New York Law School

Art Leonard Observations

Posts Tagged ‘Harris Funeral Homes v. EEOC’

Second Round of Briefing in LGBT Title VII Cases Before the Supreme Court Completed During August

Posted on: September 7th, 2019 by Art Leonard No Comments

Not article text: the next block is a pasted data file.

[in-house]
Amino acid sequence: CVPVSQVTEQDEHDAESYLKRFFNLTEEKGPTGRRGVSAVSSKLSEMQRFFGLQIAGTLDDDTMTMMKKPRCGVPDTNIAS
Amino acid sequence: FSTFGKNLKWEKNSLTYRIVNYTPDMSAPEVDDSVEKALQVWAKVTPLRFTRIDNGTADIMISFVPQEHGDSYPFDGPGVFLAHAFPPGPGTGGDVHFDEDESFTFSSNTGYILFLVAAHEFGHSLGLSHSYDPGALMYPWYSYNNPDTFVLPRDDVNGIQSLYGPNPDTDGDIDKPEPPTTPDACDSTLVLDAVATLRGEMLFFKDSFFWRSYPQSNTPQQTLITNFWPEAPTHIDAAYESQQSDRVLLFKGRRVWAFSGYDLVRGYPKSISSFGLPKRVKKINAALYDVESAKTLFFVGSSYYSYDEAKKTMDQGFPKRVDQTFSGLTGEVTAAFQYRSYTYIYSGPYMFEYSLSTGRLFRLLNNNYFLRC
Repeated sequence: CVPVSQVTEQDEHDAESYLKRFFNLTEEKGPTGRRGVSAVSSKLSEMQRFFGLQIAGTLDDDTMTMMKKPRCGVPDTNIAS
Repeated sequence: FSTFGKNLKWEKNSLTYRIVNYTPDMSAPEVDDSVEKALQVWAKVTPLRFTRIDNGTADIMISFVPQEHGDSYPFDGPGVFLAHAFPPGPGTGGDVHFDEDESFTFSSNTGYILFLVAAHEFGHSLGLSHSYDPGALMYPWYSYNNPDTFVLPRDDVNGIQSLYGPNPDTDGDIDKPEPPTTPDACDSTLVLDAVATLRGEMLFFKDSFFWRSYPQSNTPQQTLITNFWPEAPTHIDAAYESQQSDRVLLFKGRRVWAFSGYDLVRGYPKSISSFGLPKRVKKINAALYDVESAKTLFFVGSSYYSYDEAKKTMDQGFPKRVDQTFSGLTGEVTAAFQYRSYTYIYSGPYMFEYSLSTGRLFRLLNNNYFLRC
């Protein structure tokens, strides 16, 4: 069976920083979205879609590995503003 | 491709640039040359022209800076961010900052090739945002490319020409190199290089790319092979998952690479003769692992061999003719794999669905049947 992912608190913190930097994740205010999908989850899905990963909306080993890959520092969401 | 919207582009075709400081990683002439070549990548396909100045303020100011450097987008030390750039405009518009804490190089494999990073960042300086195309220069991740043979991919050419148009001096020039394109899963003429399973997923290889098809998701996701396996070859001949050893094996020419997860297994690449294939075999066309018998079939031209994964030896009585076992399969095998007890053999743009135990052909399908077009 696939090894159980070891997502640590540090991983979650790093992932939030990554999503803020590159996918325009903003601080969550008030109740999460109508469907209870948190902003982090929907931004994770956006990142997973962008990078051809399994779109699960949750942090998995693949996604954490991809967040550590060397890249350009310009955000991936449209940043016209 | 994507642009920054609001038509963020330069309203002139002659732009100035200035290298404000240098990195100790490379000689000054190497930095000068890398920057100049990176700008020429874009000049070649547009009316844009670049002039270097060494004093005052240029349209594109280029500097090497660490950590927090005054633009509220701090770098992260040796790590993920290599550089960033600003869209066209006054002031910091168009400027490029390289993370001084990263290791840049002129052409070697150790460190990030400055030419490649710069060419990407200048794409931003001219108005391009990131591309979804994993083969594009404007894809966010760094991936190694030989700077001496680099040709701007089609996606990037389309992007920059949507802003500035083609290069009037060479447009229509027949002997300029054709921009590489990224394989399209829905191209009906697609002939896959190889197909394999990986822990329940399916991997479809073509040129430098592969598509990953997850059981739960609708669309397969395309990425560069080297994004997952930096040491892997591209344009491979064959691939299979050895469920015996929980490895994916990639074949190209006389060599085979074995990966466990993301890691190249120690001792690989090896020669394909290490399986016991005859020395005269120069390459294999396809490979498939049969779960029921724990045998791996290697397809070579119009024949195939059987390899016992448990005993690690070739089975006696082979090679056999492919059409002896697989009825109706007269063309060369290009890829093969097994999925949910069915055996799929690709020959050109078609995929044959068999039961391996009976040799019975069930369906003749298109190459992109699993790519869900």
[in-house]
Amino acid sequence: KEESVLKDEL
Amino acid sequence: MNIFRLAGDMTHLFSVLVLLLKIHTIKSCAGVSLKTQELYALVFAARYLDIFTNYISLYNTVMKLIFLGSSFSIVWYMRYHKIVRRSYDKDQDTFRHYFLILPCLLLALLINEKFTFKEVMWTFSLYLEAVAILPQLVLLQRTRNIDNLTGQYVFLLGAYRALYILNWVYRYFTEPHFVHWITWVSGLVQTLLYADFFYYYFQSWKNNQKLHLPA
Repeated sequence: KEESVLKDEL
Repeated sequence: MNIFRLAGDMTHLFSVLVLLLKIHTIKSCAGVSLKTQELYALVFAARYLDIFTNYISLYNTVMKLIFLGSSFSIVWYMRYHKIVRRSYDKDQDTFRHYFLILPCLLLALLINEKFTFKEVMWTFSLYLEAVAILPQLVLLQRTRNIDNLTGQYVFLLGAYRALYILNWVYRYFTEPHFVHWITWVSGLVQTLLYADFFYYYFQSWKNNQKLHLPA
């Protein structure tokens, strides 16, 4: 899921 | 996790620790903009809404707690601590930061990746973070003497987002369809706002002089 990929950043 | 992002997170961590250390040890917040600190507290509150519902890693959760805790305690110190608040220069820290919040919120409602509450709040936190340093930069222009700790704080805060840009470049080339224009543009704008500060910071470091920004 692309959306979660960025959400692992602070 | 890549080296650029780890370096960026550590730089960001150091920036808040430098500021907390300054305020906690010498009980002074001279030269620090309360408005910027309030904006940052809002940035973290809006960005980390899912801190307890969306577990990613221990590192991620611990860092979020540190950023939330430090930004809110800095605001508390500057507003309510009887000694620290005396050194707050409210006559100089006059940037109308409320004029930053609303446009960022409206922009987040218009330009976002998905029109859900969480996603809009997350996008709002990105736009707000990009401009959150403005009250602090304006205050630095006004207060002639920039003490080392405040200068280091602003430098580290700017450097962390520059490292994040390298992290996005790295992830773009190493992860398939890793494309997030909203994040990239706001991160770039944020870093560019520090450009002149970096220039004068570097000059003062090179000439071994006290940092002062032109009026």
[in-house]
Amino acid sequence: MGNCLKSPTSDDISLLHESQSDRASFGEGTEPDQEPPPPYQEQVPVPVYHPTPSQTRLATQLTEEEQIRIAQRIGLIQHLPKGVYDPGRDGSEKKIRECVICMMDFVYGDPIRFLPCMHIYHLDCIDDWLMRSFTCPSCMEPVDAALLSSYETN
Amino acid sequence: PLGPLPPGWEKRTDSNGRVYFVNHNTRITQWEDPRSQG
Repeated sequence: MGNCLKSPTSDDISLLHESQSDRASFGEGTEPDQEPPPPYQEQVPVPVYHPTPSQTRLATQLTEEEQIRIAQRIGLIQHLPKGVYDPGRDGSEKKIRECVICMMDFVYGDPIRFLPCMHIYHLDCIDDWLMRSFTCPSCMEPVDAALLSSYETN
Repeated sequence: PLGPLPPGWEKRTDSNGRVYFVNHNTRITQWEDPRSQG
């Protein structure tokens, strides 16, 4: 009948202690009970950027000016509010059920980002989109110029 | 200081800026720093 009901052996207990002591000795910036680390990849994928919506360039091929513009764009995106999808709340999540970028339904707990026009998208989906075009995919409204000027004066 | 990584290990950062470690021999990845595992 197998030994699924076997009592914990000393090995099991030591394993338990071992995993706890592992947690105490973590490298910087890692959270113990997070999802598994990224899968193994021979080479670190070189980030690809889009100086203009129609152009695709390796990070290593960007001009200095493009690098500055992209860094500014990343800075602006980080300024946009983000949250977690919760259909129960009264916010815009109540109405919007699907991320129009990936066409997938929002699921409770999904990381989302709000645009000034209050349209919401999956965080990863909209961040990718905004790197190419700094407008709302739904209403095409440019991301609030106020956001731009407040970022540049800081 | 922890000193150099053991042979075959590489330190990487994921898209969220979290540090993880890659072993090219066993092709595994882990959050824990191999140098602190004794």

On October 8, the second day of hearings in the Supreme Court’s October 2019 Term, the Court will hear arguments in Bostock v. Clayton County, Georgia, Case No. 17-1618, and Altitude Express, Inc. v. Zarda, Case No. 17-1623, appeals from the 11th and 2nd Circuits on the question whether sexual orientation discrimination claims are actionable as sex discrimination under Title VII of the Civil Rights Act of 1964, and in R.G. & G.R. Harris Funeral Homes v. Equal Employment Opportunity Commission and Aimee Stephens, Case No. 18-107, an appeal from the 6th Circuit on the question whether gender identity discrimination claims are actionable as sex discrimination under Title VII.  The Court consolidated the two sexual orientation discrimination cases, in which the plaintiff-employee is appealing in Bostock and the defendant-employer is appealing in Altitude Express, for a single argument of one hour.  The argument in Harris Funeral Homes, in which the employer is appealing, will be argued next.  Transcripts of the arguments will be posted on the Supreme Court’s website shortly after each argument has concluded (usually within an hour or two), and links to audio recordings of the arguments will be made available on the Court’s website later in the week.